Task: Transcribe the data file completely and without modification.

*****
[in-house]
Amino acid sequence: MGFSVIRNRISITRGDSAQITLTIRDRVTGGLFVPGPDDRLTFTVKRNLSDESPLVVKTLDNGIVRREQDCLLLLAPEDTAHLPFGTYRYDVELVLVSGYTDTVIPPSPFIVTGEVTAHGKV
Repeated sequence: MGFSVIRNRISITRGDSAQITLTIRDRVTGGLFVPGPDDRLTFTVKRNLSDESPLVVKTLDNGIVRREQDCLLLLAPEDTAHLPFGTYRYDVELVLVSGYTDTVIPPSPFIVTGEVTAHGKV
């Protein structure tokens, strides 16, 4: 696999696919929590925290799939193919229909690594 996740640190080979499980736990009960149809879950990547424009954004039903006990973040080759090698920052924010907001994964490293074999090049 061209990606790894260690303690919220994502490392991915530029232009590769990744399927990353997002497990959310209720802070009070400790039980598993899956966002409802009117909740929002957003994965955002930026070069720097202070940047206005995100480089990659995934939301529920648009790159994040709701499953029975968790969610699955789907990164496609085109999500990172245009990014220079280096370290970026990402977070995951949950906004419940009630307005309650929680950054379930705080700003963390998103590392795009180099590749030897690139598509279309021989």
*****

[in-house]
Amino acid sequence: MGFSVIRNRISITRGDSAQITLTIRDRVTGGLFVPGPDDRLTFTVKRNLSDESPLVVKTLDNGIVRREQDCLLLLAPEDTAHLPFGTYRYDVELVLVSGYTDTVIPPSPFIVTGEVTAHGKV
Repeated sequence: MGFSVIRNRISITRGDSAQITLTIRDRVTGGLFVPGPDDRLTFTVKRNLSDESPLVVKTLDNGIVRREQDCLLLLAPEDTAHLPFGTYRYDVELVLVSGYTDTVIPPSPFIVTGEVTAHGKV
């Protein structure tokens, strides 16, 4: 696999696919929590925290799939193919229909690594 996740640190080979499980736990009960149809879950990547424009954004039903006990973040080759090698920052924010907001994964490293074999090049 061209990606790894260690303690919220994502490392991915530029232009590769990744399927990353997002497990959310209720802070009070400790039980598993899956966002409802009117909740929002957003994965955002930026070069720097202070940047206005995100480089990659995934939301529920648009790159994040709701499953029975968790969610699955789907990164496609085109999500990172245009990014220079280096370290970026990402977070995951949950906004419940009630307005309650929680950054379930705080700003963390998103590392795009180099590749030897690139598509279309021989």